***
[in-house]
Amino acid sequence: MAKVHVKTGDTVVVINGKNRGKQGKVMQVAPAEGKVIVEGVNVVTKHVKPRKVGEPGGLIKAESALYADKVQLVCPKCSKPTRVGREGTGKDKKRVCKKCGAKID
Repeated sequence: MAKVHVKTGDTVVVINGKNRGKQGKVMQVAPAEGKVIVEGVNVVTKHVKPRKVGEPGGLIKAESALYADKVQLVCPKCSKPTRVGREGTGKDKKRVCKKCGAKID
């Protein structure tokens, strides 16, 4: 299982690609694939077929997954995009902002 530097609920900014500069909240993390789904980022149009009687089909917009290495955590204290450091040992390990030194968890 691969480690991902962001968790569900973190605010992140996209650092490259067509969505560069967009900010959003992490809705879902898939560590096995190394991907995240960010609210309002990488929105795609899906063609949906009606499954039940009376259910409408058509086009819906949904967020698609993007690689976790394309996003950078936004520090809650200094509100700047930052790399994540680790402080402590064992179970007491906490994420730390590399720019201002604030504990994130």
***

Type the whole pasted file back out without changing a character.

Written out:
[in-house]
Amino acid sequence: MAKVHVKTGDTVVVINGKNRGKQGKVMQVAPAEGKVIVEGVNVVTKHVKPRKVGEPGGLIKAESALYADKVQLVCPKCSKPTRVGREGTGKDKKRVCKKCGAKID
Repeated sequence: MAKVHVKTGDTVVVINGKNRGKQGKVMQVAPAEGKVIVEGVNVVTKHVKPRKVGEPGGLIKAESALYADKVQLVCPKCSKPTRVGREGTGKDKKRVCKKCGAKID
């Protein structure tokens, strides 16, 4: 299982690609694939077929997954995009902002 530097609920900014500069909240993390789904980022149009009687089909917009290495955590204290450091040992390990030194968890 691969480690991902962001968790569900973190605010992140996209650092490259067509969505560069967009900010959003992490809705879902898939560590096995190394991907995240960010609210309002990488929105795609899906063609949906009606499954039940009376259910409408058509086009819906949904967020698609993007690689976790394309996003950078936004520090809650200094509100700047930052790399994540680790402080402590064992179970007491906490994420730390590399720019201002604030504990994130």